Resolving ambivalence is the first step toward change.[2] People do not change when they are stuck in ambivalence. Clarifying the discrepancy between alternatives is essential for resolving ambivalence. When people assess for themselves the benefits of change over the status quo, they begin to resolve their ambivalence. When we can clearly see for ourselves the benefits of the new path over the old we become ready for change. The choice has to originate from within; attempts to coerce change typically fail.

People change when they are ready, willing, and able to. People are willing to change when they firmly decide to leave the past behind and make a new future. This happens when they understand the discrepancy between their goals and their present state and they autonomously choose to close that gap. They overcome denial and resistance and now are committed to the new outcome. People are able to change when they believe they are competent to perform the work necessary for the change. People are ready to change when the change becomes very important to them; when this is their highest priority.

Assignment[编辑 | 编辑源代码]

  1. Identify some condition in your life you are ambivalent about.
  2. Work to resolve your ambivalence.
  3. Act based on this clarity.

A Buddhist Perspective on Inner Peace[编辑 | 编辑源代码]

Buddhists believe that inner peace is the only peace, there is no other kind. What would external peace be? It is fruitless to pray for peace because it is already within you, you already have it, it cannot be given to you. Peace is only achieved by removing obstacles to it. Sanskrit prayers usually end with the chant “Om, shanti, shanti, shanti” Shanti is the Sanskrit word for “quietly” or “peace”[3].

Peace comes from removing obstacles in three areas:

  1. Disturbances from other people — you cannot change other people
  2. Disturbances not from other people (e.g. natural disasters, events in the past, today's weather)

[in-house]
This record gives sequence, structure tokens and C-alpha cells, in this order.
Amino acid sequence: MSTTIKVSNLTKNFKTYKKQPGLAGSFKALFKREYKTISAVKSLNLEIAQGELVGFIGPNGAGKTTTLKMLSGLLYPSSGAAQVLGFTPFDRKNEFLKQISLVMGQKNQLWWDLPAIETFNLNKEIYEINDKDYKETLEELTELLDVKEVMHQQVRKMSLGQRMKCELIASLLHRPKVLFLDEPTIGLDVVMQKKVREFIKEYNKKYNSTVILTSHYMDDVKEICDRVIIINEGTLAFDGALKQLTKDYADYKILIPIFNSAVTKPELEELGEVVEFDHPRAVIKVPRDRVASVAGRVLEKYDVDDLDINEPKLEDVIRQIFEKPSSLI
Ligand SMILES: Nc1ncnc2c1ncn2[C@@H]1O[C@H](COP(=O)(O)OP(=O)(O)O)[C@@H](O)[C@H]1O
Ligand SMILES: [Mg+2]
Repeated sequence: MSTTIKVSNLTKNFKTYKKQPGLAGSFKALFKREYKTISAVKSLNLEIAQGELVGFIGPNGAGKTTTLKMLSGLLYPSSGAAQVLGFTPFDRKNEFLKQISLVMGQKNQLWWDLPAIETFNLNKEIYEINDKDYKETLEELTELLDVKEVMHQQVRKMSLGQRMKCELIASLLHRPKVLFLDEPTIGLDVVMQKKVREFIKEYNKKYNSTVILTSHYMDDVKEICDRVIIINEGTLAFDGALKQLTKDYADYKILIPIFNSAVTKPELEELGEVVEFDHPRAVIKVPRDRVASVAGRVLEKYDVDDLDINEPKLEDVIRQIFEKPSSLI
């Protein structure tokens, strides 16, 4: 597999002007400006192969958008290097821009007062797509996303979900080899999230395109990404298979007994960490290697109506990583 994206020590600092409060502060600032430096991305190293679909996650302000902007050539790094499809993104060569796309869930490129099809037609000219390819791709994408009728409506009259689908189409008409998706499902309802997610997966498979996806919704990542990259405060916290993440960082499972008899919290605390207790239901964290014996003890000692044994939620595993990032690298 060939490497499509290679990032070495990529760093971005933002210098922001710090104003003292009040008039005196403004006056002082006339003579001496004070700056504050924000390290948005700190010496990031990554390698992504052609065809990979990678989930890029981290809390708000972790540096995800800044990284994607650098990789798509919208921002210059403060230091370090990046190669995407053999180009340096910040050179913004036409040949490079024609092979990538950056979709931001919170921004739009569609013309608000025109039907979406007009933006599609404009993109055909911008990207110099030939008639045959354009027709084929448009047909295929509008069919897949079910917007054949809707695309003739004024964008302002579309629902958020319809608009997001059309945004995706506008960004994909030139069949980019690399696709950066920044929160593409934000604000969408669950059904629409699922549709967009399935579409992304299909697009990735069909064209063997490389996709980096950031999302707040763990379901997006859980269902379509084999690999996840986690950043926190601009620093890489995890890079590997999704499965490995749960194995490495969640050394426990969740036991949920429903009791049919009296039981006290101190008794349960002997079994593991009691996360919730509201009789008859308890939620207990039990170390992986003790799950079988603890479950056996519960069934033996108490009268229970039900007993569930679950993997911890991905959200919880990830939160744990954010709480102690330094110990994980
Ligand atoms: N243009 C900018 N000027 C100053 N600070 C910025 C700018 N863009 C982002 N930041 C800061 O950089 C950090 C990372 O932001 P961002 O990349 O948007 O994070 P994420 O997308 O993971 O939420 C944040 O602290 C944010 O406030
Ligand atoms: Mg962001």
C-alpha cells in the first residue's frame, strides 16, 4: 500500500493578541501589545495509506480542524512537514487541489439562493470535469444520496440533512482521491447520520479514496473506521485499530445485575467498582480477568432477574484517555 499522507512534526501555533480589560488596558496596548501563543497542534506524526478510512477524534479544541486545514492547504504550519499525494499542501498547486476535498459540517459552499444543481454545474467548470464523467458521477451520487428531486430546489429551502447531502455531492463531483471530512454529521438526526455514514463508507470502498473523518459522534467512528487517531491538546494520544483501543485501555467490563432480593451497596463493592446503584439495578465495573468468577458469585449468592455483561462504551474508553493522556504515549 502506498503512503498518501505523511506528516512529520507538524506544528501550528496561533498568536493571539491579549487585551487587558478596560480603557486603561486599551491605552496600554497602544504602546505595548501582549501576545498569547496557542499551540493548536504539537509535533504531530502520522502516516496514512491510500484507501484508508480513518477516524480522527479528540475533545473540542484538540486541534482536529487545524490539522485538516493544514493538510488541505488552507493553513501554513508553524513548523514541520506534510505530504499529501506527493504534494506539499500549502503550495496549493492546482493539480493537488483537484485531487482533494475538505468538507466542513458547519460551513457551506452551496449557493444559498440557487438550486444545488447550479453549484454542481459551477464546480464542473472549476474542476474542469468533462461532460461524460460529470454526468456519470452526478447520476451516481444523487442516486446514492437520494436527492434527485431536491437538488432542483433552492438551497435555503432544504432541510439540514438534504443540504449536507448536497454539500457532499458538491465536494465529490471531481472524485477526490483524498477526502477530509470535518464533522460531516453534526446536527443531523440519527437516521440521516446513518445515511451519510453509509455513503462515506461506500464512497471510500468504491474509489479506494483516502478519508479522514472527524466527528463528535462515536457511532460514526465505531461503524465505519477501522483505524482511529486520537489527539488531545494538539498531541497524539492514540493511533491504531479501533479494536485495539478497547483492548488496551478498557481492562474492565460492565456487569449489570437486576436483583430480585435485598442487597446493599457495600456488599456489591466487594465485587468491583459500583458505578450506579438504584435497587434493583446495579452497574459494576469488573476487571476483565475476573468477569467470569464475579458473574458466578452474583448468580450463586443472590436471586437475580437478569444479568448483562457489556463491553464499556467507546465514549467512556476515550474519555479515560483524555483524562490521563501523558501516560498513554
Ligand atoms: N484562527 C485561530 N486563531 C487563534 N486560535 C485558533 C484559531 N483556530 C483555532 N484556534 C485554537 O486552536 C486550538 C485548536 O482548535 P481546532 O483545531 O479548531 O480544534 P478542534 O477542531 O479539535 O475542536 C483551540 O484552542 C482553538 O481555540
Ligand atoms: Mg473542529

3. Disturbances you cause yourself — these you can change.

Understanding what you can change and what you cannot change is the simple but often difficult path to inner peace.

The Serenity Prayer[编辑 | 编辑源代码]

The serenity prayer provides simple and profound wisdom on dealing with change. Here are some popular statements of that wisdom:

As the original prayer: God grant me the serenity to accept the things I cannot change; courage to change the things I can; and wisdom to know the difference. ~ Reinhold Niebuhr.

As a request: May I have the serenity to accept the things I cannot change; the courage to change the things I can; and the wisdom to know the difference. ~ Adaptation by Meryl Runion .

As an affirmation: I have the serenity to accept the things I cannot change; the courage to change the things I can; and the wisdom to know the difference.

Further Reading[编辑 | 编辑源代码]

Students interested in learning more about what you can change and what you cannot may be interested in the following materials:

  • Seligman, Martin E.P. What You Can Change and What You Can't: The Complete Guide to Successful Self-Improvement. Vintage. January 9, 2007: 336. ISBN 978-1400078400. 
  • Miller, William R.; Rollnick, Stephen. Motivational Interviewing: Helping People Change. The Guilford Press. September 7, 2012: 482. ISBN 978-1609182274. 
  • Who Moved My Cheese?: An A-Mazing Way to Deal with Change in Your Work and in Your Life. 
  • Johnson, Spencer. Who Moved My Cheese?: An A-Mazing Way to Deal with Change in Your Work and in Your Life. Vermilion. June 1, 2006: 95. ISBN 978-0091816971. 
  • McGraw, Phil. Self Matters: Creating Your Life from the Inside Out. Free Press. May 6, 2003: 336. ISBN 978-1615522637. 

Notes[编辑 | 编辑源代码]

  1. 这份材料是在获得作者同意后改编自EmotionalCompetency.com网站
  2. See, for example Motivational_interviewing
  3. https://www.yogajournal.com/practice/5-sanskrit-words-every-yogi-know